The narrator recounts his friendship with Baron Ritzner von Jung, a noble Hungarian known for his talent in mystification. They met at the Château Jung and later reunited at a university, where the Baron's eccentric behavior and influence over the students became legendary. The narrator observed the Baron's ability to make others believe he was serious and dignified, even when he was secretly amused by their antics.
One night, a group of students, including the narrator and the Baron, gathered for a drinking party. The conversation turned to the topic of dueling, and the Baron passionately defended the practice. Hermann, a fellow student and renowned duelist, took offense to the Baron's remarks and challenged him to a duel.
The Baron responded by throwing a decanter of wine at Hermann's reflection in a mirror, shattering it.
I shall discharge this decanter of wine at your image in yonder mirror, and thus fulfil all the spirit, if not the exact letter, of resentment for your insult.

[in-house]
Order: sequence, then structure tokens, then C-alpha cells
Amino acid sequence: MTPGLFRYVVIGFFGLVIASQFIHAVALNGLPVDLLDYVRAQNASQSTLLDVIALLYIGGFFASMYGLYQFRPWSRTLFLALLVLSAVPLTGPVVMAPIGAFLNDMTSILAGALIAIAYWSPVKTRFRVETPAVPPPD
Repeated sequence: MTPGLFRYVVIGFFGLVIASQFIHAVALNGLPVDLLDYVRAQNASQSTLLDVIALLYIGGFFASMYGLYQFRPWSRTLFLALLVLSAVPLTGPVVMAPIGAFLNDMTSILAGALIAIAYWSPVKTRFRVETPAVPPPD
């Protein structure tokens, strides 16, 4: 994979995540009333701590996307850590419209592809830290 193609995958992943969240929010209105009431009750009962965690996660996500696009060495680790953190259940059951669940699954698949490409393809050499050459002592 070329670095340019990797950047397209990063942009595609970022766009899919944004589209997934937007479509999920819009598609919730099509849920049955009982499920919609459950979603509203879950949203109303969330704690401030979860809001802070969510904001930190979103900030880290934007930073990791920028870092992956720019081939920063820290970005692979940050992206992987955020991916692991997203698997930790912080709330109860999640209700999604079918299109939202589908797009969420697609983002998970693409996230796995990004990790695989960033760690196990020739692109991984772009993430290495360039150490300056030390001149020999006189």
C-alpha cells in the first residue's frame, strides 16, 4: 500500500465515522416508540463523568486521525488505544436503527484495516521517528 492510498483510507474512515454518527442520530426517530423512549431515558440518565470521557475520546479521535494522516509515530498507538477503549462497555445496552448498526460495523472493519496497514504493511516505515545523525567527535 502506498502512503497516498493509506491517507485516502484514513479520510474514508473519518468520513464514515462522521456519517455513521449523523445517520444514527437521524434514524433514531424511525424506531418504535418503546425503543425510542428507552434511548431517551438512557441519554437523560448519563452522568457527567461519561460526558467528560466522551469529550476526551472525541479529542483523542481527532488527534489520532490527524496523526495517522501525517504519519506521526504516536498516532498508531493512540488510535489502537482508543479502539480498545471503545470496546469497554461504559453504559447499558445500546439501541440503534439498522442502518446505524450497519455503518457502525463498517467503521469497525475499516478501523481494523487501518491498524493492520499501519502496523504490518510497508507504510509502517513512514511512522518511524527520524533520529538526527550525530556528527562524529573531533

The narrator was asked to mediate the dispute, and Hermann demanded an explanation for the Baron's actions. The Baron, in turn, referred Hermann to a passage in a nonsensical book on dueling, which Hermann had previously studied and believed to be a serious work. Hermann, not wanting to admit his confusion, accepted the Baron's explanation as satisfactory and dropped the matter.
The nicety of your discernment in all the matters here treated, will be sufficient, I am assured, to convince you that the mere circumstance of me referring you to this admirable passage, ought to satisfy your request, as a man of honor, for explanation.
The Baron later revealed to the narrator that he had intentionally introduced Hermann to the absurd book, knowing that Hermann's pride would prevent him from admitting he didn't understand it. The Baron's clever manipulation of the situation demonstrated his mastery of mystification and his ability to make others believe in his sincerity, even when he was secretly mocking them.